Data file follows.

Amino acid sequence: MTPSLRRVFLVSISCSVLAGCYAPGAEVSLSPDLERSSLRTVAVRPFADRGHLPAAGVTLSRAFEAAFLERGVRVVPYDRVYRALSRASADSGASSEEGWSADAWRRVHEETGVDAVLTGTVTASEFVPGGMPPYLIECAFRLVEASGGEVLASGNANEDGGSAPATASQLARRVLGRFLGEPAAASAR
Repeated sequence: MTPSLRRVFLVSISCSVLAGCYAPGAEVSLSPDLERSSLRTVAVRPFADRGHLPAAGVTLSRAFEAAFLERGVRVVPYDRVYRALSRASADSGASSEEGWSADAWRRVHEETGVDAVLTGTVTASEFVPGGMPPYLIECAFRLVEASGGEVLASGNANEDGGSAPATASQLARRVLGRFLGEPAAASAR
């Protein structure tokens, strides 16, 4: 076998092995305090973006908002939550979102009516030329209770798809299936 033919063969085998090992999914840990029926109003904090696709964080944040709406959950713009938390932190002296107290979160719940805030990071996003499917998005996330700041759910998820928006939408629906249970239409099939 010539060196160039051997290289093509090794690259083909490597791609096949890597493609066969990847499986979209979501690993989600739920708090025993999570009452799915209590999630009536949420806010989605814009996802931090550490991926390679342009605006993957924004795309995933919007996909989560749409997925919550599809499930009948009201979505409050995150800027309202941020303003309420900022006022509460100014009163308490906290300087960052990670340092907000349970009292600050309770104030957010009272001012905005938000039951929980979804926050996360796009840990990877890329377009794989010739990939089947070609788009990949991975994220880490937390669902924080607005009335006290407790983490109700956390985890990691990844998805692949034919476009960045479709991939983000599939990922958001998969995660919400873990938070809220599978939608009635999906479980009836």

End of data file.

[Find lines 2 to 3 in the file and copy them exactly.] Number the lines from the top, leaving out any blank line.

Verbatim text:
Repeated sequence: MTPSLRRVFLVSISCSVLAGCYAPGAEVSLSPDLERSSLRTVAVRPFADRGHLPAAGVTLSRAFEAAFLERGVRVVPYDRVYRALSRASADSGASSEEGWSADAWRRVHEETGVDAVLTGTVTASEFVPGGMPPYLIECAFRLVEASGGEVLASGNANEDGGSAPATASQLARRVLGRFLGEPAAASAR
């Protein structure tokens, strides 16, 4: 076998092995305090973006908002939550979102009516030329209770798809299936 033919063969085998090992999914840990029926109003904090696709964080944040709406959950713009938390932190002296107290979160719940805030990071996003499917998005996330700041759910998820928006939408629906249970239409099939 010539060196160039051997290289093509090794690259083909490597791609096949890597493609066969990847499986979209979501690993989600739920708090025993999570009452799915209590999630009536949420806010989605814009996802931090550490991926390679342009605006993957924004795309995933919007996909989560749409997925919550599809499930009948009201979505409050995150800027309202941020303003309420900022006022509460100014009163308490906290300087960052990670340092907000349970009292600050309770104030957010009272001012905005938000039951929980979804926050996360796009840990990877890329377009794989010739990939089947070609788009990949991975994220880490937390669902924080607005009335006290407790983490109700956390985890990691990844998805692949034919476009960045479709991939983000599939990922958001998969995660919400873990938070809220599978939608009635999906479980009836």